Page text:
Recognizing Disability as Part of the Workforce Equity Equation

by: Amy Share, Grants Manager at Goodwill Industries of the Southern Piedmont

Throughout October, Goodwill Industries of the Southern Piedmont joins employers, government agencies and nonprofits to celebrate the contributions made by workers with disabilities as part of National Disability Employment Awareness Month (NDEAM). This year’s theme for NDEAM, “Disability: Part of the Equity Equation,” recognizes the important role people with disabilities play in a diverse and inclusive American workforce.

I do not know life without disabilities. I had a stroke before I was born, causing right side hemiplegia (my right arm and leg are weaker than my left) and a learning disability. Thanks in large part to my parents, teachers, advocates, and mentors, I have grown up to be an active participant in the workforce. However, the U.S. Bureau of Labor Statistics (BLS) reports that just over 22.5% of Americans with disabilities participate in the labor force. That compares with more than 68% of workers in the general population who are working.

Without programs like the Americans with Disabilities Act and NDEAM, my life would look very different. Due to my developmental and physical disability, I have had to rely on an inclusive and supportive work environment to ensure success. When people with disabilities are supported, they are a dependable and valuable part of the workforce, with higher rates of employee retention, leading to lower hiring and training costs.

It is important for us to understand ways that employers can do their part to support their employees with disabilities and create an inclusive experience at work. Some ideas to build a more inclusive work environment include:

  • Review your company’s policies to ensure they convey a commitment to an inclusive workplace accommodation and culture.
  • Consider conducting training to ensure they understand their role in fostering an inclusive workplace culture. Such training may include a review of relevant policies, including the process for providing reasonable accommodations.
  • Effectively educate employees on your company’s commitment to disability inclusion. You can also contact local disability organizations to see if they offer workplace training programs.

Employers are often concerned about the education and qualification levels of those with disabilities (Bonaccio et al., 2019). Improving relationships between employers and work-placement organizations can greatly increase the overall focus on creating supportive workplace environments for people with disabilities. Companies that championed people with disabilities outperformed others —driving profitability and shareholder returns (Accenture, 2018).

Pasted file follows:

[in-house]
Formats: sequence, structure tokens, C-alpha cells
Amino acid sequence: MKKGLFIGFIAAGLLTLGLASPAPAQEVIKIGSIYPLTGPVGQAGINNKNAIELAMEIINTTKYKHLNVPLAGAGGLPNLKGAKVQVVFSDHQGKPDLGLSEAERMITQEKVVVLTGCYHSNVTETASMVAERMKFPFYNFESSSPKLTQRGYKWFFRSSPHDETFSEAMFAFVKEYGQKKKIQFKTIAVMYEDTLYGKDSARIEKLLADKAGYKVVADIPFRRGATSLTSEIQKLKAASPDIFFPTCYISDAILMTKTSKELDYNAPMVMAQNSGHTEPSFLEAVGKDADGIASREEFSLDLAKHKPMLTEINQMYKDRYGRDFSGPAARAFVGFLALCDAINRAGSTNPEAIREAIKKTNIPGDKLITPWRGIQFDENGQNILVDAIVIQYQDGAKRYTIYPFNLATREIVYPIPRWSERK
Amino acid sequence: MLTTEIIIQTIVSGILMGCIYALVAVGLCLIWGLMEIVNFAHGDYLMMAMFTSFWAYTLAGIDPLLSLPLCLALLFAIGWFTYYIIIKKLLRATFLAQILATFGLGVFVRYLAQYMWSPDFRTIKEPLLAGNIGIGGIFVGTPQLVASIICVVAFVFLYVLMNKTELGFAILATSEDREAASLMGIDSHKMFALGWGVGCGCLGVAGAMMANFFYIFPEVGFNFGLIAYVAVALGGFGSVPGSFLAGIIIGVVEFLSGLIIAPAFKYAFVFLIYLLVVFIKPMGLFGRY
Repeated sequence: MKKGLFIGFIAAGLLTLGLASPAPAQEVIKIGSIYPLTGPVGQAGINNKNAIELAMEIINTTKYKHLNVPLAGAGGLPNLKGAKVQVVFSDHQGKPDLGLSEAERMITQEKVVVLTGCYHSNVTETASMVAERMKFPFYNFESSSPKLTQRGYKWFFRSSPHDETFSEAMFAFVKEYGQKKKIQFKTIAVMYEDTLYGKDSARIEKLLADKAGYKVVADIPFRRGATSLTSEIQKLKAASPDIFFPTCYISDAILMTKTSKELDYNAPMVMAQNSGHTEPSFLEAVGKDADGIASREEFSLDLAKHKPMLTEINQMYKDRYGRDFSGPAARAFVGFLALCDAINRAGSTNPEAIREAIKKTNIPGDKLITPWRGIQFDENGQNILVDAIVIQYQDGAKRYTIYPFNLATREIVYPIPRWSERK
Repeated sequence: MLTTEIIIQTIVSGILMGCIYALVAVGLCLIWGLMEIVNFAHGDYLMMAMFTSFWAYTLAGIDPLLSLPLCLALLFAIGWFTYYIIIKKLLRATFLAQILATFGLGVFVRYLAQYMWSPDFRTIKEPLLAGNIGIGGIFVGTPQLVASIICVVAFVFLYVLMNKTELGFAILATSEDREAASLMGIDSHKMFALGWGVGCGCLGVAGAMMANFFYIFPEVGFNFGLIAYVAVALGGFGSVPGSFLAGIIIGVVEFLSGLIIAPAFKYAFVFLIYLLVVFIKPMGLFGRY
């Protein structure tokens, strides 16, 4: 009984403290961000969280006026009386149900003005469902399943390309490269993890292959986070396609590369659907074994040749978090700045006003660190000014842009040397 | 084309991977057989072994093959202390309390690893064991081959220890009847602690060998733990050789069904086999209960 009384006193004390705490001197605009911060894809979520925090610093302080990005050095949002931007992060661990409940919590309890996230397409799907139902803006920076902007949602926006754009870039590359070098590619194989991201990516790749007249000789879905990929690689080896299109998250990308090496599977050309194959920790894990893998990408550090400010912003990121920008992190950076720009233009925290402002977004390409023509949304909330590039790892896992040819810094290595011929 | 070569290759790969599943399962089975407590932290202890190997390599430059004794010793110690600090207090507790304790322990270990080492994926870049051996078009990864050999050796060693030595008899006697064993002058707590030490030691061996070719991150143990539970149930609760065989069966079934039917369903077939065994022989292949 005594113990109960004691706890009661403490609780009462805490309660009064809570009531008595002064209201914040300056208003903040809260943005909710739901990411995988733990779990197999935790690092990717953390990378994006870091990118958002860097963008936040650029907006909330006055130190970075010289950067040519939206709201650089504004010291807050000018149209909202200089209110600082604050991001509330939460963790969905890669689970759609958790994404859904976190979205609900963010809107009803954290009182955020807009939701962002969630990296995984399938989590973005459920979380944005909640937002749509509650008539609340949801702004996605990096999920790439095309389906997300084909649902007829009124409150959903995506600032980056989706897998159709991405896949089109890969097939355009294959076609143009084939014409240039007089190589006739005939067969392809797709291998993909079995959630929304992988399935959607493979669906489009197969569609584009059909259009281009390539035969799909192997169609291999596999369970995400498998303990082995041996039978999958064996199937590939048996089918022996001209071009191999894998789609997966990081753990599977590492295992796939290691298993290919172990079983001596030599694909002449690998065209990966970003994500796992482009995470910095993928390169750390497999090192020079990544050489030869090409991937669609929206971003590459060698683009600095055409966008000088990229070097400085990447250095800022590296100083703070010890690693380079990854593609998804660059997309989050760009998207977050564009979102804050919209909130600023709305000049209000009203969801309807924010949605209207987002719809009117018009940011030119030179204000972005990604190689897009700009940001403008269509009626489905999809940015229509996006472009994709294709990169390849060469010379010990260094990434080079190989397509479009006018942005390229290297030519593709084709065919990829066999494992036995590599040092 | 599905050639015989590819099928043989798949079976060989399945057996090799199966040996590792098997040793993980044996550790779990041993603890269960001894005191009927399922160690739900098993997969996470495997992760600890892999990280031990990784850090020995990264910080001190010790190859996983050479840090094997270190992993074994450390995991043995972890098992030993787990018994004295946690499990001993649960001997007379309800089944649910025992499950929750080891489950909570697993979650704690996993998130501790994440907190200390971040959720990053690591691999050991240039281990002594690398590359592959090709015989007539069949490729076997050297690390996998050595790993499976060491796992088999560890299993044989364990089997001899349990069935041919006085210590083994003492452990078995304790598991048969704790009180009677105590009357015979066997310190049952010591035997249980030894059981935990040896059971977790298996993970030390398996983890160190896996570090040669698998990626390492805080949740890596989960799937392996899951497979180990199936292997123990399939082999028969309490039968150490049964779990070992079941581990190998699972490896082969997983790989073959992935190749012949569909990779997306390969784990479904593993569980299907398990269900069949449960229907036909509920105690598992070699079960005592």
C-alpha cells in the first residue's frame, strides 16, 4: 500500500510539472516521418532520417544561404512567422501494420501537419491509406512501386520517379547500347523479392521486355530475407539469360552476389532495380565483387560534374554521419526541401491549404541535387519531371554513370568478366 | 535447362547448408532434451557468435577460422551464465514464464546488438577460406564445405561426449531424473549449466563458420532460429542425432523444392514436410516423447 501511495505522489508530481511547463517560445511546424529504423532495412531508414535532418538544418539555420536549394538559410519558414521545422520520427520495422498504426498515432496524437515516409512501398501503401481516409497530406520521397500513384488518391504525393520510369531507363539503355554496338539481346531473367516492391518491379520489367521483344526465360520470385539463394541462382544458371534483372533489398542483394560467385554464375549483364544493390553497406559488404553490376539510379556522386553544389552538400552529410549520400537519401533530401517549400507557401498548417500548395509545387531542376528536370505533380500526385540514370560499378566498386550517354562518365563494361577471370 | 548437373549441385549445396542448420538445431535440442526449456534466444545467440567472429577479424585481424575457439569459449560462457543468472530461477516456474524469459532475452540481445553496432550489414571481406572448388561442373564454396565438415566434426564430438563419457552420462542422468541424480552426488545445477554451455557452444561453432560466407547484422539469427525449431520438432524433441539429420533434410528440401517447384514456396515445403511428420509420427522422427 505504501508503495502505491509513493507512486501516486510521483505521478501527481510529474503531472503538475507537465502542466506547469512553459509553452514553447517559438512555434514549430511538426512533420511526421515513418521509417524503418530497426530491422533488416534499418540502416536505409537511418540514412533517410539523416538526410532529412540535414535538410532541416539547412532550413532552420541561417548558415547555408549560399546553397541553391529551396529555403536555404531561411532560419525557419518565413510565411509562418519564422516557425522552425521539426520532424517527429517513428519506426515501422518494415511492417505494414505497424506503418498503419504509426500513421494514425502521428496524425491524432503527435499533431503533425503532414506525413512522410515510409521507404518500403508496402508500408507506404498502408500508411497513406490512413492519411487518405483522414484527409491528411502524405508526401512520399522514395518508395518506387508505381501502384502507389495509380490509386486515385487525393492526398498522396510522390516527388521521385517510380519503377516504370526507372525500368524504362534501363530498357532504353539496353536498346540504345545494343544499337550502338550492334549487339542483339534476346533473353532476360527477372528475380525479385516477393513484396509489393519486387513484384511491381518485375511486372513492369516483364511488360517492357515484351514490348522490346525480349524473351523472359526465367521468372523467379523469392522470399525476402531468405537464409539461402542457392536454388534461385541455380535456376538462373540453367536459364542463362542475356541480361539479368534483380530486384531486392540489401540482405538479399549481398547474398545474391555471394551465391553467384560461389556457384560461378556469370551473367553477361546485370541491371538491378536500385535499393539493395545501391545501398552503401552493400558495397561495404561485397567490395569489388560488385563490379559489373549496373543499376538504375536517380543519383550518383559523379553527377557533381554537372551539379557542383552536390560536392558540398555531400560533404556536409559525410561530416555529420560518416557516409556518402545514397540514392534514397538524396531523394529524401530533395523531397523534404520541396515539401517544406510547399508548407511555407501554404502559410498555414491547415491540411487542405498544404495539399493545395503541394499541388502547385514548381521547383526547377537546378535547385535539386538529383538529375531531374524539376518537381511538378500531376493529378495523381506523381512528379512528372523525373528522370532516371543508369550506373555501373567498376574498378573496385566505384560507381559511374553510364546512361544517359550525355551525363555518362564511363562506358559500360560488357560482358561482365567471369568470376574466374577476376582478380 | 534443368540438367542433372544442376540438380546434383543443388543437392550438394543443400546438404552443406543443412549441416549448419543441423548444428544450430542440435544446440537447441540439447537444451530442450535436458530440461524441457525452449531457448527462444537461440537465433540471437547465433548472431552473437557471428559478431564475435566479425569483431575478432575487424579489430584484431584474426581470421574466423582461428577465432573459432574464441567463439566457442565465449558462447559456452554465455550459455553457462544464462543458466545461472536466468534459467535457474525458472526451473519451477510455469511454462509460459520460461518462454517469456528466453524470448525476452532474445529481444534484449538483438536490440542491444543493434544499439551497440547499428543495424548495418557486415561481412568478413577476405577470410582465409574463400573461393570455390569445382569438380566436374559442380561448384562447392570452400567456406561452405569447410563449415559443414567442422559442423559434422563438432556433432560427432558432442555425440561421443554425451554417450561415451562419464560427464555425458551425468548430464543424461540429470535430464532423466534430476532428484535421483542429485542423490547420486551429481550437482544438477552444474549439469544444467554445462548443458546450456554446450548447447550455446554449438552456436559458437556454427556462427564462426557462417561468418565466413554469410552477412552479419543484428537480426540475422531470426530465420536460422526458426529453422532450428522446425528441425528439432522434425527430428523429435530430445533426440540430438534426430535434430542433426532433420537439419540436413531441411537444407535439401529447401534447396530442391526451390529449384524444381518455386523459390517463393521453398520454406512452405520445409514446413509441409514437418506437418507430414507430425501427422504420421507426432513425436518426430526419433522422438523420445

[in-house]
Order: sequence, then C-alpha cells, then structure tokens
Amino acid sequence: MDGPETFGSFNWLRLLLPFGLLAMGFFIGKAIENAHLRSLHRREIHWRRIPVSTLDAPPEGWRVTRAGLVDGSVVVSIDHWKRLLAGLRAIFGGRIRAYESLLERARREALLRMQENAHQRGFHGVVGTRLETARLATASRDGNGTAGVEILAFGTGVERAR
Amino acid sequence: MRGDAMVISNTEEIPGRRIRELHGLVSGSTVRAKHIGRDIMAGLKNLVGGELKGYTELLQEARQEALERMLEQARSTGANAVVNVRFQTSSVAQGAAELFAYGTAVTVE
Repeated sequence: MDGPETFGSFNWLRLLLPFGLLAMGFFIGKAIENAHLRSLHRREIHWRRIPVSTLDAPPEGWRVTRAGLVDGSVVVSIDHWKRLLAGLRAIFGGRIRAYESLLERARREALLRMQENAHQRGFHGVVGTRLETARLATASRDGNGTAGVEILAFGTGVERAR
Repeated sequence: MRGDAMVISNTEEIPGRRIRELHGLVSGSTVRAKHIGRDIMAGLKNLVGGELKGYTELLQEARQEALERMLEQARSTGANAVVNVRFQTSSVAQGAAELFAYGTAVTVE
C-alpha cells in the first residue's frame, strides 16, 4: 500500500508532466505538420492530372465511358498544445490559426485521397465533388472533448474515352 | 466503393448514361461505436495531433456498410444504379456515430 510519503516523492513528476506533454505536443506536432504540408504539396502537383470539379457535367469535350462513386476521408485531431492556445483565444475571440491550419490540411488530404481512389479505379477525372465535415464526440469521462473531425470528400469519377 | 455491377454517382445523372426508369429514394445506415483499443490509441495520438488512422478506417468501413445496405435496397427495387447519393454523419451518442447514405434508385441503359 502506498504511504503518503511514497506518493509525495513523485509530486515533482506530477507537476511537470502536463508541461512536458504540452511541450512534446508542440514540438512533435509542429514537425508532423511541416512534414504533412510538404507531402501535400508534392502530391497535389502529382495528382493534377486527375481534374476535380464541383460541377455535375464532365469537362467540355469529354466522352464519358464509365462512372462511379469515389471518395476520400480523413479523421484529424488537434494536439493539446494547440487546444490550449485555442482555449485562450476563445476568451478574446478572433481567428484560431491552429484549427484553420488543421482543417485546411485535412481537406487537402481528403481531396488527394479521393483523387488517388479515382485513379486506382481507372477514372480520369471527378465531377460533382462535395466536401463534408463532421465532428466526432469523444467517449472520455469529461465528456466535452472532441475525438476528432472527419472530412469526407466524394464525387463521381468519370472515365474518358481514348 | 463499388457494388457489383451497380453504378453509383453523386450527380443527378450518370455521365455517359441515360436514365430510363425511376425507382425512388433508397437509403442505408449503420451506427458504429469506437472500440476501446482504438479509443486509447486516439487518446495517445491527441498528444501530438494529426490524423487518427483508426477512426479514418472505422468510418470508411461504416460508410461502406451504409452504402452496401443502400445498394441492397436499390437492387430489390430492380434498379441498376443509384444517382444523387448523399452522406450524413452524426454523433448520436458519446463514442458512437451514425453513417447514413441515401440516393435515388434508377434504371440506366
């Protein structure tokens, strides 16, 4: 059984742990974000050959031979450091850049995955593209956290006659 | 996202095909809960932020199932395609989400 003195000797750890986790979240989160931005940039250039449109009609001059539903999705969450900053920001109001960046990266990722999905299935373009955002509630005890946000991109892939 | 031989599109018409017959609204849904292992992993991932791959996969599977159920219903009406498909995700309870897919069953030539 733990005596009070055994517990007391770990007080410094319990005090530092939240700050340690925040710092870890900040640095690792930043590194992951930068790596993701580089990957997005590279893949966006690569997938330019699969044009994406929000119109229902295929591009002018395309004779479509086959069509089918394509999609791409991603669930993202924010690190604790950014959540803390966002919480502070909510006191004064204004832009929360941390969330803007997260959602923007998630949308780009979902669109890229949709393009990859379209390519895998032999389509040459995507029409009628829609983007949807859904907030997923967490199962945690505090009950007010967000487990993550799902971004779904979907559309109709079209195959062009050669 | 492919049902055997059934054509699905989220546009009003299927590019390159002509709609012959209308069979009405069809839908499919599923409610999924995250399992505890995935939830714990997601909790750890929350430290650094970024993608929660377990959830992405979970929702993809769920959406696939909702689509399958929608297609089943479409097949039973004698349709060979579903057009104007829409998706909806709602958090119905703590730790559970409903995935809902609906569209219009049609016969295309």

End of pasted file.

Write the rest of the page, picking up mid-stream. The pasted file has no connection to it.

As businesses have implemented diversity, equity, and inclusion policies, activities around disability have oftentimes continued to be excluded from the narrative. It has been throughout my career that people with disabilities are seen and heard. When my disability was disclosed during the hiring process, I wanted to make sure my needs would be met and supported. Because Goodwill believes everyone, no matter their ability, deserves equitable access to opportunity, our approach is grounded in building pathways that help individuals overcome obstacles. 

Goodwill career navigators can help overcome this by providing on-site job training and teaching social skills, and educating employers on equitable management, helping to create natural supports within the workplace. Career coaches from placement organizations have been shown to be the best factor when bridging the gap between employers and a successful workplace for individuals with disabilities (Ellenkamp et al., 2016).

As we celebrate National Disability Employment Awareness month, we must remember that there are many different types of disabilities, such as cognitive, physical, mental health, learning, hearing, seeing, or communication impairments. People of all races, genders, sexual orientations, nationalities, religions, and socioeconomic status can have a disability. This is why NDEAM highlights the importance of inclusive policies and practices to ensure that all Americans who want to work can, and that they have access to services that will enable them to do so. We believe all should be working to build an equitable and inclusive workplace year-round.

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